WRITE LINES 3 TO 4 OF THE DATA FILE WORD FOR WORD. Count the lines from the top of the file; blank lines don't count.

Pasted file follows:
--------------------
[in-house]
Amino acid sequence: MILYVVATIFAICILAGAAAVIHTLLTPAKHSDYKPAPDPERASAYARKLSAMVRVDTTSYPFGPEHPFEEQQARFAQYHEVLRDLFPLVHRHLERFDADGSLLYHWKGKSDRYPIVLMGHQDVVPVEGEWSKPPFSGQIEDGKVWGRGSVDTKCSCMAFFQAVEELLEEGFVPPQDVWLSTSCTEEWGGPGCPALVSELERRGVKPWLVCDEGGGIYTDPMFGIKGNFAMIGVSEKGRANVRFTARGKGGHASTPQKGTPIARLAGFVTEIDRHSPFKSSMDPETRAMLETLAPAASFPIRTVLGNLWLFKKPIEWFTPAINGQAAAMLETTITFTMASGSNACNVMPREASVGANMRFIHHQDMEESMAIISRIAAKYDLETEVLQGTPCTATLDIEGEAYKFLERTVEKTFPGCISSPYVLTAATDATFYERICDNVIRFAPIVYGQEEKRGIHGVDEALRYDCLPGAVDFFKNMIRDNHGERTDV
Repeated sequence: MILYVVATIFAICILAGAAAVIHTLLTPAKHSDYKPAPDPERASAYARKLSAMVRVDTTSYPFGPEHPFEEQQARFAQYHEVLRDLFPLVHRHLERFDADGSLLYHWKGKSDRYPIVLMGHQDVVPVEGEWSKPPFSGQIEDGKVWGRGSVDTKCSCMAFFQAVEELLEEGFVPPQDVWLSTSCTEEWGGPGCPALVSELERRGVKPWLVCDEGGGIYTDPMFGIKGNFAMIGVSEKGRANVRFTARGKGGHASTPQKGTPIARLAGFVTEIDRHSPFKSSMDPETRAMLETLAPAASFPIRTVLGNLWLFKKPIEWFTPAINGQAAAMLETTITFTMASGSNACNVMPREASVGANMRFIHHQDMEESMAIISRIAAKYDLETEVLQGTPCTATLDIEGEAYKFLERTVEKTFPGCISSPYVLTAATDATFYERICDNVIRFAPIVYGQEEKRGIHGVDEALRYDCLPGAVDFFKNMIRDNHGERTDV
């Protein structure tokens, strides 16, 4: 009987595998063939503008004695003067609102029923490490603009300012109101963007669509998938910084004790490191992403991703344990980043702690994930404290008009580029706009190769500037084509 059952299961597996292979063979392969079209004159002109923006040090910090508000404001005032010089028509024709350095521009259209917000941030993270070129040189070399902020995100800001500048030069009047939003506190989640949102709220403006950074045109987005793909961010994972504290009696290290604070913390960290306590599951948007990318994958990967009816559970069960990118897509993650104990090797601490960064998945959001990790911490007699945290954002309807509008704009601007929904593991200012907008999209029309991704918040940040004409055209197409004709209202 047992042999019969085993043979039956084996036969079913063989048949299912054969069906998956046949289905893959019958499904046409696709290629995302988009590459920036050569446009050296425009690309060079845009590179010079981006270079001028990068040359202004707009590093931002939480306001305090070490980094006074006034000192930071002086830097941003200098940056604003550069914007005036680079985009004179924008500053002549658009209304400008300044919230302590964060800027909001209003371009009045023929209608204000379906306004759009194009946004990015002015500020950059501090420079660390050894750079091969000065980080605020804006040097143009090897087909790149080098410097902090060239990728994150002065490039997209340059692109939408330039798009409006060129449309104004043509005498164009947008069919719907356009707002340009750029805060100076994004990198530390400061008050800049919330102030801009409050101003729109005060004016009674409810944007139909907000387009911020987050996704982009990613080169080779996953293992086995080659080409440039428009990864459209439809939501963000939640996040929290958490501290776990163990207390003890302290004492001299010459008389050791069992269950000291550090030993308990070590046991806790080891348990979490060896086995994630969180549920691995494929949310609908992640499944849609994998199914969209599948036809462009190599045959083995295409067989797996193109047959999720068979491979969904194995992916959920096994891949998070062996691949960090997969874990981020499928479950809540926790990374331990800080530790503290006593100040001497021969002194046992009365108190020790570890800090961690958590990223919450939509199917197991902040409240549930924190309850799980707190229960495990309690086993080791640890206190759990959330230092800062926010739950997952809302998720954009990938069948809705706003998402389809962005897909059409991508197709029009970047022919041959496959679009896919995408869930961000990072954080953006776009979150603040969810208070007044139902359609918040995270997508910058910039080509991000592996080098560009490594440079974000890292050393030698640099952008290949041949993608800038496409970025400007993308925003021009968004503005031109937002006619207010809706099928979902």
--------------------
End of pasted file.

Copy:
Repeated sequence: MILYVVATIFAICILAGAAAVIHTLLTPAKHSDYKPAPDPERASAYARKLSAMVRVDTTSYPFGPEHPFEEQQARFAQYHEVLRDLFPLVHRHLERFDADGSLLYHWKGKSDRYPIVLMGHQDVVPVEGEWSKPPFSGQIEDGKVWGRGSVDTKCSCMAFFQAVEELLEEGFVPPQDVWLSTSCTEEWGGPGCPALVSELERRGVKPWLVCDEGGGIYTDPMFGIKGNFAMIGVSEKGRANVRFTARGKGGHASTPQKGTPIARLAGFVTEIDRHSPFKSSMDPETRAMLETLAPAASFPIRTVLGNLWLFKKPIEWFTPAINGQAAAMLETTITFTMASGSNACNVMPREASVGANMRFIHHQDMEESMAIISRIAAKYDLETEVLQGTPCTATLDIEGEAYKFLERTVEKTFPGCISSPYVLTAATDATFYERICDNVIRFAPIVYGQEEKRGIHGVDEALRYDCLPGAVDFFKNMIRDNHGERTDV
């Protein structure tokens, strides 16, 4: 009987595998063939503008004695003067609102029923490490603009300012109101963007669509998938910084004790490191992403991703344990980043702690994930404290008009580029706009190769500037084509 059952299961597996292979063979392969079209004159002109923006040090910090508000404001005032010089028509024709350095521009259209917000941030993270070129040189070399902020995100800001500048030069009047939003506190989640949102709220403006950074045109987005793909961010994972504290009696290290604070913390960290306590599951948007990318994958990967009816559970069960990118897509993650104990090797601490960064998945959001990790911490007699945290954002309807509008704009601007929904593991200012907008999209029309991704918040940040004409055209197409004709209202 047992042999019969085993043979039956084996036969079913063989048949299912054969069906998956046949289905893959019958499904046409696709290629995302988009590459920036050569446009050296425009690309060079845009590179010079981006270079001028990068040359202004707009590093931002939480306001305090070490980094006074006034000192930071002086830097941003200098940056604003550069914007005036680079985009004179924008500053002549658009209304400008300044919230302590964060800027909001209003371009009045023929209608204000379906306004759009194009946004990015002015500020950059501090420079660390050894750079091969000065980080605020804006040097143009090897087909790149080098410097902090060239990728994150002065490039997209340059692109939408330039798009409006060129449309104004043509005498164009947008069919719907356009707002340009750029805060100076994004990198530390400061008050800049919330102030801009409050101003729109005060004016009674409810944007139909907000387009911020987050996704982009990613080169080779996953293992086995080659080409440039428009990864459209439809939501963000939640996040929290958490501290776990163990207390003890302290004492001299010459008389050791069992269950000291550090030993308990070590046991806790080891348990979490060896086995994630969180549920691995494929949310609908992640499944849609994998199914969209599948036809462009190599045959083995295409067989797996193109047959999720068979491979969904194995992916959920096994891949998070062996691949960090997969874990981020499928479950809540926790990374331990800080530790503290006593100040001497021969002194046992009365108190020790570890800090961690958590990223919450939509199917197991902040409240549930924190309850799980707190229960495990309690086993080791640890206190759990959330230092800062926010739950997952809302998720954009990938069948809705706003998402389809962005897909059409991508197709029009970047022919041959496959679009896919995408869930961000990072954080953006776009979150603040969810208070007044139902359609918040995270997508910058910039080509991000592996080098560009490594440079974000890292050393030698640099952008290949041949993608800038496409970025400007993308925003021009968004503005031109937002006619207010809706099928979902």